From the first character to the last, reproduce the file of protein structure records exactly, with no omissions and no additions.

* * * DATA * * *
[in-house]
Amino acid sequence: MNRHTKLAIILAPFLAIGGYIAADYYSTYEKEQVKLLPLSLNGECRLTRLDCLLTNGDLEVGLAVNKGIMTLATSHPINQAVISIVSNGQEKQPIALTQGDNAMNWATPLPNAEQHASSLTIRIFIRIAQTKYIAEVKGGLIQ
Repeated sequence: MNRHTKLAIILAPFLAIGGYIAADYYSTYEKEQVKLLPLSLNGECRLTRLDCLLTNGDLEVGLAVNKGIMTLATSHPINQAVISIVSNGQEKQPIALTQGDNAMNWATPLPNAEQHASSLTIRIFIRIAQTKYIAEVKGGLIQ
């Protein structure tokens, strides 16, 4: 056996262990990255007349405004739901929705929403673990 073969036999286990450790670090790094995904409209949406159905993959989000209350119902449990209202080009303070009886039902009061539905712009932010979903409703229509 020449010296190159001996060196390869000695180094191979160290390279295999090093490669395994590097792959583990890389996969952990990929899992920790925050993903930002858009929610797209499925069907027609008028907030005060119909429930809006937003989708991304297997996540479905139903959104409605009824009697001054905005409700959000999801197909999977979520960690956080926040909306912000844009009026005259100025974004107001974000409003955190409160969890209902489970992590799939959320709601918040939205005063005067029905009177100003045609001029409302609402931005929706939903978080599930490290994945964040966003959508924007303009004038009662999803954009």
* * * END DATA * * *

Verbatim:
[in-house]
Amino acid sequence: MNRHTKLAIILAPFLAIGGYIAADYYSTYEKEQVKLLPLSLNGECRLTRLDCLLTNGDLEVGLAVNKGIMTLATSHPINQAVISIVSNGQEKQPIALTQGDNAMNWATPLPNAEQHASSLTIRIFIRIAQTKYIAEVKGGLIQ
Repeated sequence: MNRHTKLAIILAPFLAIGGYIAADYYSTYEKEQVKLLPLSLNGECRLTRLDCLLTNGDLEVGLAVNKGIMTLATSHPINQAVISIVSNGQEKQPIALTQGDNAMNWATPLPNAEQHASSLTIRIFIRIAQTKYIAEVKGGLIQ
């Protein structure tokens, strides 16, 4: 056996262990990255007349405004739901929705929403673990 073969036999286990450790670090790094995904409209949406159905993959989000209350119902449990209202080009303070009886039902009061539905712009932010979903409703229509 020449010296190159001996060196390869000695180094191979160290390279295999090093490669395994590097792959583990890389996969952990990929899992920790925050993903930002858009929610797209499925069907027609008028907030005060119909429930809006937003989708991304297997996540479905139903959104409605009824009697001054905005409700959000999801197909999977979520960690956080926040909306912000844009009026005259100025974004107001974000409003955190409160969890209902489970992590799939959320709601918040939205005063005067029905009177100003045609001029409302609402931005929706939903978080599930490290994945964040966003959508924007303009004038009662999803954009």